Tip: How to Measure Stemware
If you want a set of vintage stemware it's important you know how to measure stems and are aware of size changes over the past 50 years.
Originally wine goblets were small, much smaller than we use today, especially in restaurants or contemporary, trendy glass. Wine goblets in patterns from the vintage glass companies usually held two to five ounces.
Fostoria June Topaz Wine Goblet
This Fostoria June goblet, from the 1930s, is 5 1/2 inches tall and holds three ounces filled right to the brim. That's more the size we see today for cordials or after dinner drinks.
To measure stems, put the goblet on a flat table. Take a stiff ruler and measure vertically to the top of the rim. That's the height. Don't measure sideways from the foot to the rim.
The other key measurement is capacity. Vintage stemware, pitchers, creamers and such always give capacity measured by filling it right to the point of overflowing.
I find it is easiest to take my stem t the cupboard by the sink. I use a one ounce measuring cup and fill the measuring cup right to the brim and pour into the goblet. Then repeat until the goblet will not hold any more. (The hard part is keeping count and not losing track, but maybe you won't have that problem.)
Cambridge Glass Rosalie Etched Crystal Water Goblet
The reason you want to measure full to the brim is that flared pieces, like goblets, will often take a surprising volume from the point where you would fill for use and when filled to the brim. It's too subjective to measure filled the way you would use it.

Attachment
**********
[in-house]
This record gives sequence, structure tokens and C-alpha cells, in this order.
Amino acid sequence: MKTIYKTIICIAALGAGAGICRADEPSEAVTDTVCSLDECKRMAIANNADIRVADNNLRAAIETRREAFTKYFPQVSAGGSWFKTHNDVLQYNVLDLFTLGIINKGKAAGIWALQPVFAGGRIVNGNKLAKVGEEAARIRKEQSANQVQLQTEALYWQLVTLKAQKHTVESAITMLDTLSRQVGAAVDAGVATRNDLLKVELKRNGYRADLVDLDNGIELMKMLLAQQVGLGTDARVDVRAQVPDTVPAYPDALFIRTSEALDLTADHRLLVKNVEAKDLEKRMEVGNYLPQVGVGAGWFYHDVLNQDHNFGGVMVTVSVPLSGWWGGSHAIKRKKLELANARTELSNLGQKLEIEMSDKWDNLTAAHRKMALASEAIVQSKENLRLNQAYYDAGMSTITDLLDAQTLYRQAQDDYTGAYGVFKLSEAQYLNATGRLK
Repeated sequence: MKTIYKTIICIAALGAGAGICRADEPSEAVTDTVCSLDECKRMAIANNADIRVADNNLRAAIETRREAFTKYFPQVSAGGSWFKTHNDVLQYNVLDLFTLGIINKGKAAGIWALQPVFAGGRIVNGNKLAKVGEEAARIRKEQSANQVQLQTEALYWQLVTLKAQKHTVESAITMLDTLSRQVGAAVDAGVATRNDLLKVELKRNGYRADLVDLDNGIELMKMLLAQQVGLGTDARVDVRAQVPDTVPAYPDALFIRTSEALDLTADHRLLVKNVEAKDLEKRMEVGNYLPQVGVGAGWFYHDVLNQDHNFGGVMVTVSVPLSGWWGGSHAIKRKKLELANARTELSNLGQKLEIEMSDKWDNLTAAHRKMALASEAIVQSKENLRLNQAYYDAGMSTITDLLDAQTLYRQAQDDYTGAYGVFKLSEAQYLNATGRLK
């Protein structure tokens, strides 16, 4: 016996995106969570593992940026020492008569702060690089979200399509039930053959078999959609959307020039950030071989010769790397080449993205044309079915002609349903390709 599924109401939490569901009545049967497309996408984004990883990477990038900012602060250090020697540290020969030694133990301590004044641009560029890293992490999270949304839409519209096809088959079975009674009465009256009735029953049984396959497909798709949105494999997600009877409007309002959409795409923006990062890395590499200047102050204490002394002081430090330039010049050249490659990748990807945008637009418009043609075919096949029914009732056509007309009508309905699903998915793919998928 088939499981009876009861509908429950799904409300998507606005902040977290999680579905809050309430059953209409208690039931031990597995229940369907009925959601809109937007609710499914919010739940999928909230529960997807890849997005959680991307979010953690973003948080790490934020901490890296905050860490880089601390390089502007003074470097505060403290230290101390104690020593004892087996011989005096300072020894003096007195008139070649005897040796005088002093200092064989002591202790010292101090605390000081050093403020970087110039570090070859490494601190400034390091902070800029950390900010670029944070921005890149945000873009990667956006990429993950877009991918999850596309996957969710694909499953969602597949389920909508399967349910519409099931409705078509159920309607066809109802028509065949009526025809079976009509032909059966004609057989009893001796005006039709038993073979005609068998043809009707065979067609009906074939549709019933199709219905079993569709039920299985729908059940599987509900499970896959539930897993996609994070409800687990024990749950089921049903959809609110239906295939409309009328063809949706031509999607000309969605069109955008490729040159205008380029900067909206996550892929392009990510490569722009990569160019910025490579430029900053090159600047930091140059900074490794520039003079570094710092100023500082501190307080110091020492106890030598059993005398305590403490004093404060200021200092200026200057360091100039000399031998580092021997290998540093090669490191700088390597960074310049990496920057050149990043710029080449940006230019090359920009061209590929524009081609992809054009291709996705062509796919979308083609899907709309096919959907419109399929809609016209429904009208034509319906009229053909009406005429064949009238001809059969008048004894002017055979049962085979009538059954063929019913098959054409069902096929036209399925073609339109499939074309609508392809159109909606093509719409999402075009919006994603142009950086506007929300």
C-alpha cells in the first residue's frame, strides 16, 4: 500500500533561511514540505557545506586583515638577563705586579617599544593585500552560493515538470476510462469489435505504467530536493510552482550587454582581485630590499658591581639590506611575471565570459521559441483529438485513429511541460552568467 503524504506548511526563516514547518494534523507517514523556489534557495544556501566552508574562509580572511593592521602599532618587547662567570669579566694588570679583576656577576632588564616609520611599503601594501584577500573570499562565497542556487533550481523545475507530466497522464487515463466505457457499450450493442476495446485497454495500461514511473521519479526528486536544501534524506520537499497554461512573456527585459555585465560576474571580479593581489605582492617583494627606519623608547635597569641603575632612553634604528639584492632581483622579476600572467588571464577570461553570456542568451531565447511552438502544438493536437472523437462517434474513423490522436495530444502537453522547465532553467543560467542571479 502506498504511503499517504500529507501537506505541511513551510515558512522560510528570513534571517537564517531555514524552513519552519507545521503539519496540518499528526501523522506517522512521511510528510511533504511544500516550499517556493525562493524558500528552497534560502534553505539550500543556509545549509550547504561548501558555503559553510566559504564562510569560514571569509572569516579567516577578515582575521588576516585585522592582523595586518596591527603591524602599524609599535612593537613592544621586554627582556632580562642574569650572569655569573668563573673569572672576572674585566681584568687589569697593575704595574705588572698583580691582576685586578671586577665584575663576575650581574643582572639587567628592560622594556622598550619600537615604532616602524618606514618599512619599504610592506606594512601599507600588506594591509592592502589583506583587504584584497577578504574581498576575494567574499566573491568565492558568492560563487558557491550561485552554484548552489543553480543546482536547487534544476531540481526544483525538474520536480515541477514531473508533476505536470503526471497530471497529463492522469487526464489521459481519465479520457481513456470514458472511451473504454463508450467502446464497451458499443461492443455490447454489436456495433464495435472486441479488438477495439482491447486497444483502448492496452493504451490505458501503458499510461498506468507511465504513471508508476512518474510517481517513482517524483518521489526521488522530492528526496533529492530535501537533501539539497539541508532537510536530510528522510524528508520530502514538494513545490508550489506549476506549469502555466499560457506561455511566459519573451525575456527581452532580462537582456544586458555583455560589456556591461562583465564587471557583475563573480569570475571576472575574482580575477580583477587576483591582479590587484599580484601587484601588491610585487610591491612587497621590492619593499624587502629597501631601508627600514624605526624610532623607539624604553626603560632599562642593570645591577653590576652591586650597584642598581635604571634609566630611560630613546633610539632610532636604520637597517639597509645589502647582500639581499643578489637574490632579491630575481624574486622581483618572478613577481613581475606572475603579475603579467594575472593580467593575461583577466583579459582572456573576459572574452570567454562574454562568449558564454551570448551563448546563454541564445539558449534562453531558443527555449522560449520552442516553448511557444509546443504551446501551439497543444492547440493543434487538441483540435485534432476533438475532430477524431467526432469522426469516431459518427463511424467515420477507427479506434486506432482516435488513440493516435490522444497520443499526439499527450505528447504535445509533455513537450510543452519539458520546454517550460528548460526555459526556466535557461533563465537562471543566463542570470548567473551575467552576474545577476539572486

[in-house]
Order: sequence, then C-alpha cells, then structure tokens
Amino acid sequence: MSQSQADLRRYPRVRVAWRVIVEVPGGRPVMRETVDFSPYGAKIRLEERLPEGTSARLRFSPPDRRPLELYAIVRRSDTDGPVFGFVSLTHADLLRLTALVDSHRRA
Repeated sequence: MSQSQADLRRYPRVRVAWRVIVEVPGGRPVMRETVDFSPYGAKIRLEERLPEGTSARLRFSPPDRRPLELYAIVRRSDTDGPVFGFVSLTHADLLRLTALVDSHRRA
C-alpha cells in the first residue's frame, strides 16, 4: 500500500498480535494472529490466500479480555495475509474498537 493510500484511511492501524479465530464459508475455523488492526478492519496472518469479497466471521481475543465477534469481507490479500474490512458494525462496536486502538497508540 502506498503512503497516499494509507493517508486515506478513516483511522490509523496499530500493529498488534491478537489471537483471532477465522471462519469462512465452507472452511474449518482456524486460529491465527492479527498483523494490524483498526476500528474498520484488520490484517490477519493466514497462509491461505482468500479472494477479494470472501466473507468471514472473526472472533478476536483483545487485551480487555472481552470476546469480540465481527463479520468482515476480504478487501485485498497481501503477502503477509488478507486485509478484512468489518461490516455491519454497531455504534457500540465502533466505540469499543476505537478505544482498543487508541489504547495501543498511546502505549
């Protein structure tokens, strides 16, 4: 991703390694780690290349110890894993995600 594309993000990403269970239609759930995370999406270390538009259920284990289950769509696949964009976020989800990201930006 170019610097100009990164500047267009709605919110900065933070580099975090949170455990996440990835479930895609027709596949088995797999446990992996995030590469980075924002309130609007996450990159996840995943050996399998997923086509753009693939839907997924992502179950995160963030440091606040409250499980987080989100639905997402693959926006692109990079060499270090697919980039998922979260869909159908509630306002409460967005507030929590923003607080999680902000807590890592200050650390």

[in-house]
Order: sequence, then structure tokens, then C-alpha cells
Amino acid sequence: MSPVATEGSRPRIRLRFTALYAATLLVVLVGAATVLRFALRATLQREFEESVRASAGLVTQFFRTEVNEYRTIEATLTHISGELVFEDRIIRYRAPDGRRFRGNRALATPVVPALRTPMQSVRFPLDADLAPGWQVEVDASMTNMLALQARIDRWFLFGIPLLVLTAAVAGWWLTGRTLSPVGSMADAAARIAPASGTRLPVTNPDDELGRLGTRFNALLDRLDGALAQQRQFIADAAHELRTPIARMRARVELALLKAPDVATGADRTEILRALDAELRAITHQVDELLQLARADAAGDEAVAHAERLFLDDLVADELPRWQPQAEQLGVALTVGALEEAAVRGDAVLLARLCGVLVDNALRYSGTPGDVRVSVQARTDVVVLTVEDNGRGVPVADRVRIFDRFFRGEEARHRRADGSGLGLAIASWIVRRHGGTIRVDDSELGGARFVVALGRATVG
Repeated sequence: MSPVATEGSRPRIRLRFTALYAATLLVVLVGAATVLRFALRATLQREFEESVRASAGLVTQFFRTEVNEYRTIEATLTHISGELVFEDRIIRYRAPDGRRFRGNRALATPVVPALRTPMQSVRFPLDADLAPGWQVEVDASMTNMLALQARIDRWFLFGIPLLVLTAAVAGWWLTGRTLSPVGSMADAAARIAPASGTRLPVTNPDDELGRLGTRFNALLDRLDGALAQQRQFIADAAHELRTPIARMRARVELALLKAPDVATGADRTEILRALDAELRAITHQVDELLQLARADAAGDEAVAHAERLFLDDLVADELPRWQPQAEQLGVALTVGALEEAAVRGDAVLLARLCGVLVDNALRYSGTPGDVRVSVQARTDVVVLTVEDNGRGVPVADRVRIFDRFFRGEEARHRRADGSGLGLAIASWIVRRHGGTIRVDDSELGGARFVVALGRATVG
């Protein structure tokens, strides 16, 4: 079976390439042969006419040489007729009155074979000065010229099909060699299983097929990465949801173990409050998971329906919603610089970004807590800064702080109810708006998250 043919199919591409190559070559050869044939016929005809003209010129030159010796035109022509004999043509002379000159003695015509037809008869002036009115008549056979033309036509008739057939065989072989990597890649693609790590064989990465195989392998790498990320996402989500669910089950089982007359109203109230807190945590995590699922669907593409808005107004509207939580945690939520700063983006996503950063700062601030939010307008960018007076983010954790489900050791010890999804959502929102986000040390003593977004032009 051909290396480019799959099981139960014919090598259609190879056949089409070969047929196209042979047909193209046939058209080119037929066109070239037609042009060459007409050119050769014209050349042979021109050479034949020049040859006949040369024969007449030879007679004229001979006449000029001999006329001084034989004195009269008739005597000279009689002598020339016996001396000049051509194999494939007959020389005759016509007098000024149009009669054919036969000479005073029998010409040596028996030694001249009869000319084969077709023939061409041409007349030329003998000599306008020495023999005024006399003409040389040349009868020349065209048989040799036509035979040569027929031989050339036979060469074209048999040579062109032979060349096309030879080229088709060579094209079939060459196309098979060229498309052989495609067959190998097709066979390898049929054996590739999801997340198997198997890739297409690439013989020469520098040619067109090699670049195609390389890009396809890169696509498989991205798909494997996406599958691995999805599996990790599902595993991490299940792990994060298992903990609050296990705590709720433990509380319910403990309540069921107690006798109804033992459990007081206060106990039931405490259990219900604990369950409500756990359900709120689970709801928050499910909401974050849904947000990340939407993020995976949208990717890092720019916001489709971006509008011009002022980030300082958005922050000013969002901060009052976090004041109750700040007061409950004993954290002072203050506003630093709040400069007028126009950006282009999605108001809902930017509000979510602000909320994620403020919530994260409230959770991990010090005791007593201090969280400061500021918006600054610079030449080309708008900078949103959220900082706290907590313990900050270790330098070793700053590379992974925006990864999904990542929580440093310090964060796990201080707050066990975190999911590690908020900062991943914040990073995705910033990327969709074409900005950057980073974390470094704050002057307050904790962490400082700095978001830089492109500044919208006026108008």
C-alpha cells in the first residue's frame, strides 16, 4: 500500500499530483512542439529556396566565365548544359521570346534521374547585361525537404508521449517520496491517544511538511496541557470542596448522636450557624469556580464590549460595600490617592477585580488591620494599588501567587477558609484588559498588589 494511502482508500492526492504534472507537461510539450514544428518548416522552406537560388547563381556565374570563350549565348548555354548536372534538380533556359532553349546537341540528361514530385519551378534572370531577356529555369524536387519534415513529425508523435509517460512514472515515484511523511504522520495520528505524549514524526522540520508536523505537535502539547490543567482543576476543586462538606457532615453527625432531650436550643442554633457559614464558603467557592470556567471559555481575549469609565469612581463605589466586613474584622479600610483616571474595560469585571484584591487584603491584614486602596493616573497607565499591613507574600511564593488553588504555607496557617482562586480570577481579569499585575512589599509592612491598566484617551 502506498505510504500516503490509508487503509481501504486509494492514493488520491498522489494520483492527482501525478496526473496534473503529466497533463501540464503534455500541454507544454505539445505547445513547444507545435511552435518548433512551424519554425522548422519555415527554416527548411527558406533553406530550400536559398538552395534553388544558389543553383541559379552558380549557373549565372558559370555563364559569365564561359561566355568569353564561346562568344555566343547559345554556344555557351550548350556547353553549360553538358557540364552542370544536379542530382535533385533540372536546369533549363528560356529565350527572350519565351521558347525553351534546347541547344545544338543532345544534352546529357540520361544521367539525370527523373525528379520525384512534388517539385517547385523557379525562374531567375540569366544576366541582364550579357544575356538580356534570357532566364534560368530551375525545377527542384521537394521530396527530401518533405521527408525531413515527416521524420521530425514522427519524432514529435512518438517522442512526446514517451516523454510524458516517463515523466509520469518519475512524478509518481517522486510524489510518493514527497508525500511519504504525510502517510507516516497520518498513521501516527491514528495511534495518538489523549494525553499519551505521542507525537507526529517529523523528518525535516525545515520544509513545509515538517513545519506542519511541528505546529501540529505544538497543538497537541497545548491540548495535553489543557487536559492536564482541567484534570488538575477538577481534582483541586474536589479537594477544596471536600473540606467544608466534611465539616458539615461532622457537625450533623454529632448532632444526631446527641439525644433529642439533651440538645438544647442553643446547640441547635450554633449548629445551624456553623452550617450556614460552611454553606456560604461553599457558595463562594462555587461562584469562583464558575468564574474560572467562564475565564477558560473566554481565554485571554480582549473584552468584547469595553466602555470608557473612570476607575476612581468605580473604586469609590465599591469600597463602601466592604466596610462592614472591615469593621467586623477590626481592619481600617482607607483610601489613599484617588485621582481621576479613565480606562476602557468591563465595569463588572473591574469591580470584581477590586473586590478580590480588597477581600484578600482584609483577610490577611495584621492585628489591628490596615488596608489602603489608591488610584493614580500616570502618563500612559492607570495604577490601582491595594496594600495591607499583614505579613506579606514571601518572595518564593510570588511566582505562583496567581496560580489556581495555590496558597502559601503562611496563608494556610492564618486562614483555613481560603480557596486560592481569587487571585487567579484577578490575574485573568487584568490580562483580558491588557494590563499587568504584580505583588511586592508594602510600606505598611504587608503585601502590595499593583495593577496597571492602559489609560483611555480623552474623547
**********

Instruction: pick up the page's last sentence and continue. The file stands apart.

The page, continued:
I have tried filling a stem with water and pouring into a measuring cup. This doesn't work for me at all as half the water ends up in the sink.
If you don't have a one ounce measuring cup, then use a regular liquid measurin cup to fill it most of the way, then use a tablespoon to fill the remainder. Remember a tablespoon is half an ounce.
Water goblets, like the Cambridge Rosalie shown above, are usually between 6 and 10 inches tall and hold somewhere around 10 ounces.
The other thing to be aware of is shape. Wine and water goblets look like goblets. The goblet bowl may be rounded but most often the bowl is taller than it is wide.
You might see sherbets mistakenly called wine goblets. Sherbets look like saucer champagnes or else have V shaped bowls like this Cambridge Chantilly tall sherbet.
Cambridge Chantilly Sherbet
I hope this helps you get the stemware you want!